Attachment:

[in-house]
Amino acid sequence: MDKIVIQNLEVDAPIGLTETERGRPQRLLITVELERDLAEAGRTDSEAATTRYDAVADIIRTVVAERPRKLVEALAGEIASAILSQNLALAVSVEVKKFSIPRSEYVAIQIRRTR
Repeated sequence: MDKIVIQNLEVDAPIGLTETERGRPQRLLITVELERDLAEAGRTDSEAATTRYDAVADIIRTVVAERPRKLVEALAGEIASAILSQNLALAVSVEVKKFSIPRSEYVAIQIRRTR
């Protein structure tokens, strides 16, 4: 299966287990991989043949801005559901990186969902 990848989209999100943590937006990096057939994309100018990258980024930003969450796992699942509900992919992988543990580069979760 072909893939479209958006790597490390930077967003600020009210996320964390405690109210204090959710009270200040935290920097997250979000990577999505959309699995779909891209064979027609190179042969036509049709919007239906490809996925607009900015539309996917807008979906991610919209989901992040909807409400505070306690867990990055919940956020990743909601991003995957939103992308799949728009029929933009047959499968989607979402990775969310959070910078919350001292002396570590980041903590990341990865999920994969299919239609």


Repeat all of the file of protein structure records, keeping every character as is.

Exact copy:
[in-house]
Amino acid sequence: MDKIVIQNLEVDAPIGLTETERGRPQRLLITVELERDLAEAGRTDSEAATTRYDAVADIIRTVVAERPRKLVEALAGEIASAILSQNLALAVSVEVKKFSIPRSEYVAIQIRRTR
Repeated sequence: MDKIVIQNLEVDAPIGLTETERGRPQRLLITVELERDLAEAGRTDSEAATTRYDAVADIIRTVVAERPRKLVEALAGEIASAILSQNLALAVSVEVKKFSIPRSEYVAIQIRRTR
């Protein structure tokens, strides 16, 4: 299966287990991989043949801005559901990186969902 990848989209999100943590937006990096057939994309100018990258980024930003969450796992699942509900992919992988543990580069979760 072909893939479209958006790597490390930077967003600020009210996320964390405690109210204090959710009270200040935290920097997250979000990577999505959309699995779909891209064979027609190179042969036509049709919007239906490809996925607009900015539309996917807008979906991610919209989901992040909807409400505070306690867990990055919940956020990743909601991003995957939103992308799949728009029929933009047959499968989607979402990775969310959070910078919350001292002396570590980041903590990341990865999920994969299919239609």